Sample Layouts

The most popular layout runs along your yard’s perimeter. This layout allows your dog access to the entire property.

The twisted wire joins the house transmitter box to the boundary wire. This enables the dog to safely walk over the twisted wire path. Where possible lay the boundary wire two yards back from the road to give a good safety buffer for your dog and to allow a space or pedestrians. Also try to allow three yards between the boundary wire and the house on at least one side to allow the dog room to pass between the front and backyard.

1

The challenge in doing a backyard only installation is that you want the house side of boundary to be inactive so your dog can freely enter and exit your home without getting the correction. However, for the system to work, you still need a full loop of single (untwisted wire). There are a number of approaches you can take:

The easiest way to make a complete loop, while only giving the dog access to the backyard is to make a loop that goes tight around the front of the house too. This completes the loop, but there is not enough space around the front of the house for the dog to have access to the front yard. When you do this type of layout, it is important to do a quick check with the collar inside the house to make sure that the signal is not inadvertently spilling into the house in rooms where your dog will stay. If there is a problem, just decrease the boundary width, or move the wire a little further from the front of your house.

2

Another popular method is go high over the back of your house. Run the wire up a downspout on one side of the house, across the gutter, and down the downspout on the other side of the house. This vertical height over the ground gives your dog enough space to get in and out of the back door without triggering the correction. As always, you want to test with the collar at the back door to make sure there is no signal accidentally reaching down where the dog will walk. Also test rooms near the gutter line to make sure there is no signal spilling into those rooms. If there is unwanted spill, turn down the boundary width setting on the control box until you are getting no spill. This method does not work with the PetSafe Yard Max system in YardMax mode.

3

The final method is to go around the three sides of the yard, then double back on yourself to make a U-shaped loop. The two opposite wires need to be separated by at least six feet to avoid the signals from one loop from interfering with the other. If they are too close you will not get a nice strong signal along the boundary, and you may have dead spots where there is no correction at all. If you already have a tall fence in place, on way to achieve this without digging is to run one leg of the wire along the top of the fence, and the return leg along the bottom of the fence, so you get the necessary separation. This layout will not work with the PetSafe YardMax system in YardMax mode.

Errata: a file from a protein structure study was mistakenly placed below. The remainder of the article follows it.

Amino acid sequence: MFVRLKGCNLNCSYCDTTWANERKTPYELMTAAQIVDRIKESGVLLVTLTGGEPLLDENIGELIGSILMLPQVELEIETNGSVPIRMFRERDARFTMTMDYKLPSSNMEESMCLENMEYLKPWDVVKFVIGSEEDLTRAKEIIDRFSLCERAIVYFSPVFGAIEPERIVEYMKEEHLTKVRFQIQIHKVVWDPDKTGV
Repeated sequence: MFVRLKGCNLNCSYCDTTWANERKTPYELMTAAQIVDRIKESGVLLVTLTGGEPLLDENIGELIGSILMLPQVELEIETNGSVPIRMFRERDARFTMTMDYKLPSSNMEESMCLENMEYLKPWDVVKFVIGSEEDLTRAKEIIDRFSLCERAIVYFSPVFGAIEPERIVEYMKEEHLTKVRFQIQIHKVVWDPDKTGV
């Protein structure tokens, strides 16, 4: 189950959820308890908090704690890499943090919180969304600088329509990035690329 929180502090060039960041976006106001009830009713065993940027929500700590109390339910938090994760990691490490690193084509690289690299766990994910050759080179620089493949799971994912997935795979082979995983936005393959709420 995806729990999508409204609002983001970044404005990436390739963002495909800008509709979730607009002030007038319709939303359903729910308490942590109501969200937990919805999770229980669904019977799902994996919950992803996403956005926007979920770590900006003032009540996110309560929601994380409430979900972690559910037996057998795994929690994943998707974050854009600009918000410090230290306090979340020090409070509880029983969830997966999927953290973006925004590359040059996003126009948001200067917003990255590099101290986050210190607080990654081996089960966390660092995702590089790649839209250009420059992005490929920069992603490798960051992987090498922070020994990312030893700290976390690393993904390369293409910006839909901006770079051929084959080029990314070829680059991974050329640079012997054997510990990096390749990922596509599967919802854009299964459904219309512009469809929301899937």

The Boundary Gate allows you to create a “gate along the boundary where there is no correction. This ¡s useful where you have a physical gate that you want to use in this section instead of the electronic fence. For this layout to work, you will need to use the double back layout and keep the parallel wires separated by at least six feet. Where you get to the
non-correction gate area, you will bring the two wires together and twist them. This layout will not work with the PetSafe YardMax system in YardMax mode.

Since this requires a lot of extra wiring, many people find it easier to use a non-layout solution. Instead when they create a virtual gate, training the dog that when they take off their collar and give them permission, they can walk through the gate without fear of correction. This is covered in more detail in the Dog Fence Training section of the website where we look at walking your dog through the boundary.

You can also add small exclusion zones to keep your dog out of small areas within your property. For example you may want your dog to have full access to your yard except a small garden bed. To do this you loop some boundary wire around the area you want to protect and join the loop to the main loop with some twisted wire. This does not work with the PetSafe YardMax in YardMax mode.

The hourglass layout contains the dog in both the front and backyard, but does not allow the dog to cross between the front and backyard. This is great if you want the dog with you in the front or backyard but do not want them crossing between them.
Note that the two loops are connected to each other on the left-hand side of this diagram and that they both connect to the transmitter box on the right-hand side. One note, where the wires are close to each other as it creates the center of the “hourglass”, you will still want to make sure that they are at least 10 feet apart so as not to have signal interference with its own signal.